**Zeroth Law of Thermodynamics**
Two objects are in thermal equilibrium if they are at the same

temperature.
The zeroth law is the basis of the measurement of temperature, and of the
existence of thermometers. By bringing an object of known temperature into
contact with the object whose temperature is being measured, once thermal equilibrium
is reached one can conclude that both the temperatures are equal.
Any physical material whose behaviour under changes of temperature
is known can be used to measure temperature. For
example, if we know how a metal expands on being heated, or how the resistance of
a conductor changes, can be used for measuring temperature.
There is an absolute scale of temperature for which the lowest
temperature is at a temperature called absolute zero. This scale is
called Kelvin and denoted by . Let be the temperature of the object in
the Kelvin scale, and be its temperature on the ordinary Celsius scale.
We then have the following.

(8.1) |

(8.2) |

(8.3) |

(8.4) | |||

(8.5) |

Note heat has dimension of energy, that is , and hence has dimension of . Since has units of , the unit of is . The specific heat of an object is a measure of how tightly bound together are its atoms (or molecules). For an object made out of tightly bound constituents, we expect to be large. A lot of heat has to be supplied to it for increasing its temperature since a larger fraction energy would be stored in the form of potential energy instead of the kinetic energy of moving constituents, and vice versa for materials with loosely bound constituents.

So, for example, we can say that metals must have low specific heat since they easily heat up, and this in turn implies that their electrons and atoms are not very tightly bound.

(8.6) |

For a gas made out of the collection of molecules (composed of many atoms) the formula above is changed slightly. The state of an ideal gas given by (8.7). A phase diagram is one in which any two of its state variables, such as volume and pressure, are plotted as independent variables. A point in the phase diagram represents the state variables of the gas. An implicit assumption in drawing a phase diagram is that thermodynamic variables such as temperature, volume and pressure are continuous variables. This assumption is clearly reasonable, since, in an experiment, we can continuously vary these parameters . The phase diagram for and ideal gas at constant pressure yields a straight line of versus and is shown in phase diagram in Figure 8.2. Similarly, the phase diagram shows how the pressure and volume is related for an ideal gas at different constant temperatures. (8.7) is an amazing result. It states that equal volumes of a gas, at a given pressure and temperature, have the

(8.8) |

(8.9) |

(8.10) |

(8.11) |

(8.12) | |||

(8.13) |

Let us examine what form the First Law of Thermodynamics takes for the case of an ideal gas. We would like to apply force on the gas from outside, and determine how much energy and other properties of the gas are changed. We would also like to determine how much work we can extract from a gas. The term work is used for indicating mechanical processes that involve moving around macroscopic bodies, such as pistons and pulleys. The energy which is expended in doing such work is called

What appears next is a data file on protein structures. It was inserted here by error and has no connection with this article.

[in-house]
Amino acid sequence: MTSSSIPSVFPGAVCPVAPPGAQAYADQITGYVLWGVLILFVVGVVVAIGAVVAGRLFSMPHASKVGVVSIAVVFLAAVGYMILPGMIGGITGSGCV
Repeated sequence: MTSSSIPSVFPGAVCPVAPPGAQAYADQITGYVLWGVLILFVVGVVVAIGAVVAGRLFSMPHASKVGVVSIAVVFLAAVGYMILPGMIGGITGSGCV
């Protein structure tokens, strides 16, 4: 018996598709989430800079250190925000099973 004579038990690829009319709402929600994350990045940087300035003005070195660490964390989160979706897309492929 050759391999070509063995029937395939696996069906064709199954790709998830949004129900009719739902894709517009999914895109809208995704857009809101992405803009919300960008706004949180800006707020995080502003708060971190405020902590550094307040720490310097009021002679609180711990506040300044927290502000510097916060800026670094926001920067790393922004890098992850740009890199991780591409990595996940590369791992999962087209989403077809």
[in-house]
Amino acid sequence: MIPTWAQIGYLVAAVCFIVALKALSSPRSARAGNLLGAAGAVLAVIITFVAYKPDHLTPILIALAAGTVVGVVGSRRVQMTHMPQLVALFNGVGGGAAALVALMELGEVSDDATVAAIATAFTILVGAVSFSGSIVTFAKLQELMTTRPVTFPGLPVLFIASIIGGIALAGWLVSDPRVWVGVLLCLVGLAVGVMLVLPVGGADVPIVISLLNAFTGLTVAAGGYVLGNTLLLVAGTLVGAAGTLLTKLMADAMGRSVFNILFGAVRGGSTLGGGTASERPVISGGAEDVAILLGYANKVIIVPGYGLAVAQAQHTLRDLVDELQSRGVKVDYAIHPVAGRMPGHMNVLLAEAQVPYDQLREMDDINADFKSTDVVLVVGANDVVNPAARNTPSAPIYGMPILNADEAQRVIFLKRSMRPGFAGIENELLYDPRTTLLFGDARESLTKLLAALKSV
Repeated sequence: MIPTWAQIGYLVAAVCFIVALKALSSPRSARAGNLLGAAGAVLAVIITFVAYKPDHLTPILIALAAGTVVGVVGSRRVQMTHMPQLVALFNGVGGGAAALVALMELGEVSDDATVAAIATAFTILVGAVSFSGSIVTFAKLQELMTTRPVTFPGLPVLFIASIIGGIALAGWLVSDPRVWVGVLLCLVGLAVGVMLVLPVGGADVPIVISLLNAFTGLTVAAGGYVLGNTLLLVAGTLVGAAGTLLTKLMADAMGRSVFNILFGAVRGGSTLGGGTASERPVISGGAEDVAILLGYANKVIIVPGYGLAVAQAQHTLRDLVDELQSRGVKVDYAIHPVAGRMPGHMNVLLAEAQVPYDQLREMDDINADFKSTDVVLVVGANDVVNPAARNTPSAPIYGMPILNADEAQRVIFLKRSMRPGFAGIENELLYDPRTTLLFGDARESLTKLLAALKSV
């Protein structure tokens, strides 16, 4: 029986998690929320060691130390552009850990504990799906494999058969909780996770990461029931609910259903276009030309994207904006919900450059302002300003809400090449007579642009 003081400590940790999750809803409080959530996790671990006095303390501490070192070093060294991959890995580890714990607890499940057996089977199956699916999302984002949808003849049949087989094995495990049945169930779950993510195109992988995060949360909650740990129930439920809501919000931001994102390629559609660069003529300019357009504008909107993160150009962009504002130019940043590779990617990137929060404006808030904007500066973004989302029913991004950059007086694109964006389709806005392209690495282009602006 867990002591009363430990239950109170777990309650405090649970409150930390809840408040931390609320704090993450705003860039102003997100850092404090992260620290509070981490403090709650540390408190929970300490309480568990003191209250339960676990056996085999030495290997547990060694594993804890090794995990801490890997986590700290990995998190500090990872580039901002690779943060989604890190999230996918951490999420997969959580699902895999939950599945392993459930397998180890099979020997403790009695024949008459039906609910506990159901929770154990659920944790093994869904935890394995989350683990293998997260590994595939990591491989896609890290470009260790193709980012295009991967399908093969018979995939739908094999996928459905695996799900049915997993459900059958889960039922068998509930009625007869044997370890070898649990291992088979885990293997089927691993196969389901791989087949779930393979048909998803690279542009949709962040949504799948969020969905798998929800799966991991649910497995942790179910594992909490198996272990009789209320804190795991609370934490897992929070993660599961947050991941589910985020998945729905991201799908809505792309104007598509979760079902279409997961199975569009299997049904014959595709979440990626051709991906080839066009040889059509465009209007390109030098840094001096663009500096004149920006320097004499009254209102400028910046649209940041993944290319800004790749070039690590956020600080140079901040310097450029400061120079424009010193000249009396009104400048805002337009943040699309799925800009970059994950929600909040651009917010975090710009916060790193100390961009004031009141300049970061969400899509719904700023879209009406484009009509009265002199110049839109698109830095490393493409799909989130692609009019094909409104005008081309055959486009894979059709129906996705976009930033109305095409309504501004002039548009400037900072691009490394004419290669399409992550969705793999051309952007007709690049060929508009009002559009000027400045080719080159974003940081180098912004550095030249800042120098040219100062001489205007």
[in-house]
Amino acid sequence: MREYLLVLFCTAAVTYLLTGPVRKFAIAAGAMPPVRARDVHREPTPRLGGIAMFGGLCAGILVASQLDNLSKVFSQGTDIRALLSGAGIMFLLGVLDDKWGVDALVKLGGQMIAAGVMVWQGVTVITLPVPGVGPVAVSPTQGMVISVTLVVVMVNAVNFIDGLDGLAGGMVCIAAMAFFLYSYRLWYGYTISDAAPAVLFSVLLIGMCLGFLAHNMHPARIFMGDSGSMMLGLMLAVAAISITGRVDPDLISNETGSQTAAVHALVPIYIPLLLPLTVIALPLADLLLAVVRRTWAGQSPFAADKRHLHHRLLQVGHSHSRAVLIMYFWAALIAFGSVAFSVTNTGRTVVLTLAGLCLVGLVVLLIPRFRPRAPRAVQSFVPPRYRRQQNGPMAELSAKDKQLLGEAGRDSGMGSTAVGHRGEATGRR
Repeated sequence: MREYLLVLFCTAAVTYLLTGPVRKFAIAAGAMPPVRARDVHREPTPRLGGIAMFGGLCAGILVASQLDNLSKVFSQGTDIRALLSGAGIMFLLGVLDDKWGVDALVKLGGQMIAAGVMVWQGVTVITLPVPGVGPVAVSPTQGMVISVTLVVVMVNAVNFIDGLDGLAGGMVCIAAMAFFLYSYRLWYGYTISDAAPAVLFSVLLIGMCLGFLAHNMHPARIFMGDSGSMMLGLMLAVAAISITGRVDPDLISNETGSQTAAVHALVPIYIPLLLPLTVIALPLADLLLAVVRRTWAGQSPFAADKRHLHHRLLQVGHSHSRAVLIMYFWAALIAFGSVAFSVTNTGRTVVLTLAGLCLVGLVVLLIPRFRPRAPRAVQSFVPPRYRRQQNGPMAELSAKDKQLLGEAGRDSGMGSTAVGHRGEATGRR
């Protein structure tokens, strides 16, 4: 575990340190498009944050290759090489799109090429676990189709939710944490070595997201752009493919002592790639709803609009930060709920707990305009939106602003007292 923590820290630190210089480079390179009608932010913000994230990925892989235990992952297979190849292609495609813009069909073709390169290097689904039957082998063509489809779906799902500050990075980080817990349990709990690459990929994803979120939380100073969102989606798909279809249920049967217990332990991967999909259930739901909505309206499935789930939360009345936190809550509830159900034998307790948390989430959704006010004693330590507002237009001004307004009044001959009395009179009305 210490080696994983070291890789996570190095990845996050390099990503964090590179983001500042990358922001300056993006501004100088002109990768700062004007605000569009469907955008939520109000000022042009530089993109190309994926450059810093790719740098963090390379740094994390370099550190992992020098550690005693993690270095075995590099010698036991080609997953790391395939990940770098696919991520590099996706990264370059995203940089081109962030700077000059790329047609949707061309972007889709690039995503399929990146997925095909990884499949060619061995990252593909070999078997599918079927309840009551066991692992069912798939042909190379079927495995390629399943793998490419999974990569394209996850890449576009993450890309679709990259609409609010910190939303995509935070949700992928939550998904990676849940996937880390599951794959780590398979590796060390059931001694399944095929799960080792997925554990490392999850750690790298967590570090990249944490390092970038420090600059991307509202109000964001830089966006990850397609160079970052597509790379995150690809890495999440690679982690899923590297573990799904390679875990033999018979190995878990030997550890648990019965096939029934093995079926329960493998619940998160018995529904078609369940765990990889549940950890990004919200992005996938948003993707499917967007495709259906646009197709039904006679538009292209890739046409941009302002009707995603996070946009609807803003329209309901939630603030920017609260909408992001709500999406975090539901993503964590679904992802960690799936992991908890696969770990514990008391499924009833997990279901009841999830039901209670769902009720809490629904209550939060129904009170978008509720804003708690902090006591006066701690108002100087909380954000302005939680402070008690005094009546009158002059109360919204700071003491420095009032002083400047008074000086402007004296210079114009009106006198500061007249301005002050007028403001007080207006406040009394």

(8.14) |

(8.15) |

(8.16) | |||

(8.17) |

Suppose that heat of amount flows

(8.18) | |||

(8.19) |

Note is a function only of the state of the gas, and does not
depend on how work was done on, or by, the gas, and how heat flowed
in or out of the gas. However, the presence of is process
dependent, and we need further analysis to show that is
process independent.
Energy conservation does not tell us, for example, how much work
can be transformed into heat, or whether all the heat in a body
can be made to do ``useful'' mechanical work. The information about
the direction in which energy can flow, and how much energy can be
transformed from say heat into work, and vice versa, is given by the concept of
entropy.

Note , and the unit of entropy is . For energy conservation we consequently have

The entropy of an ideal gas is given by

The entropy per particle (ignoring a constant) is hence given by . We had assumed that for an ideal gas the interactions amongst the particles could be ignored. We see that the formula above confirms this, since the energy and entropy are both proportional to , which comes from a simple sum over the individual gas atoms. Although entropy is an intrinsic property of the system, it is

Now let us take the ideal gas through a

(8.26) | |||

(8.27) |

Recall entropy depends only on the the state of the gas. Hence, if heat is supplied to the gas through a

(8.28) | |||

(8.29) |

How would one determine the change in entropy for an

(8.30) | |||

(8.31) |

Since total energy does not change for an ideal gas, this implies that the initial and final temperature are equal. Hence

(8.32) |

The result obtained shows that entropy increases in the free expansion of a gas, the precise amount being given by the formula above.